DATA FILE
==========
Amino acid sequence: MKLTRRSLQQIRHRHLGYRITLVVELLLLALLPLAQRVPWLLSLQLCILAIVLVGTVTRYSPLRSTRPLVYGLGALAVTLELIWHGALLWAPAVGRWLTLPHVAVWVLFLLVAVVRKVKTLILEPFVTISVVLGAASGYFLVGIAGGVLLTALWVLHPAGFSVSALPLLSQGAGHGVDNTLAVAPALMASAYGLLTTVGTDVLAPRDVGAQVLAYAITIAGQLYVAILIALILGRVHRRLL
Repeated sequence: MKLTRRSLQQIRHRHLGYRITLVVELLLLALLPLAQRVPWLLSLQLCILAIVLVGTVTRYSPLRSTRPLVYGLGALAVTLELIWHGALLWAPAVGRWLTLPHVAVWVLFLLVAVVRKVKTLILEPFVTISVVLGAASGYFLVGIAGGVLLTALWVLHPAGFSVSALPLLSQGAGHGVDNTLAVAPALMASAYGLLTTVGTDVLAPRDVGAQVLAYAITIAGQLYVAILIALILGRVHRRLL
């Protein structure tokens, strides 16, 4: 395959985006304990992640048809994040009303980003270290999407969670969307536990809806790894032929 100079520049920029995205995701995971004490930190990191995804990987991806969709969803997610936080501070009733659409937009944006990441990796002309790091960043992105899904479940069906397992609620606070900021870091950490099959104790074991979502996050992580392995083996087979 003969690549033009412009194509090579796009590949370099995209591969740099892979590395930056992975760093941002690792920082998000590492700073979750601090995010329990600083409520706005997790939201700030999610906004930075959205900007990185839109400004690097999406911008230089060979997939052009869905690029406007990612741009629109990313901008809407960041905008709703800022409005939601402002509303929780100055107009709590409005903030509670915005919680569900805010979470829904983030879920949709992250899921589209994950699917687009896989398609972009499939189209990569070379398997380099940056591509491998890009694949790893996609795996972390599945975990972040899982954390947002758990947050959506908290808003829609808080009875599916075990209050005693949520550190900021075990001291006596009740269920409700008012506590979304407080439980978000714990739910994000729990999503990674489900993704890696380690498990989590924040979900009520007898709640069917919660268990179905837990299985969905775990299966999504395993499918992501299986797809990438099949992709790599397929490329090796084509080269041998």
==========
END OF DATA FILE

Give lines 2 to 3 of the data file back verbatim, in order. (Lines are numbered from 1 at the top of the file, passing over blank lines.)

Repeated sequence: MKLTRRSLQQIRHRHLGYRITLVVELLLLALLPLAQRVPWLLSLQLCILAIVLVGTVTRYSPLRSTRPLVYGLGALAVTLELIWHGALLWAPAVGRWLTLPHVAVWVLFLLVAVVRKVKTLILEPFVTISVVLGAASGYFLVGIAGGVLLTALWVLHPAGFSVSALPLLSQGAGHGVDNTLAVAPALMASAYGLLTTVGTDVLAPRDVGAQVLAYAITIAGQLYVAILIALILGRVHRRLL
């Protein structure tokens, strides 16, 4: 395959985006304990992640048809994040009303980003270290999407969670969307536990809806790894032929 100079520049920029995205995701995971004490930190990191995804990987991806969709969803997610936080501070009733659409937009944006990441990796002309790091960043992105899904479940069906397992609620606070900021870091950490099959104790074991979502996050992580392995083996087979 003969690549033009412009194509090579796009590949370099995209591969740099892979590395930056992975760093941002690792920082998000590492700073979750601090995010329990600083409520706005997790939201700030999610906004930075959205900007990185839109400004690097999406911008230089060979997939052009869905690029406007990612741009629109990313901008809407960041905008709703800022409005939601402002509303929780100055107009709590409005903030509670915005919680569900805010979470829904983030879920949709992250899921589209994950699917687009896989398609972009499939189209990569070379398997380099940056591509491998890009694949790893996609795996972390599945975990972040899982954390947002758990947050959506908290808003829609808080009875599916075990209050005693949520550190900021075990001291006596009740269920409700008012506590979304407080439980978000714990739910994000729990999503990674489900993704890696380690498990989590924040979900009520007898709640069917919660268990179905837990299985969905775990299966999504395993499918992501299986797809990438099949992709790599397929490329090796084509080269041998």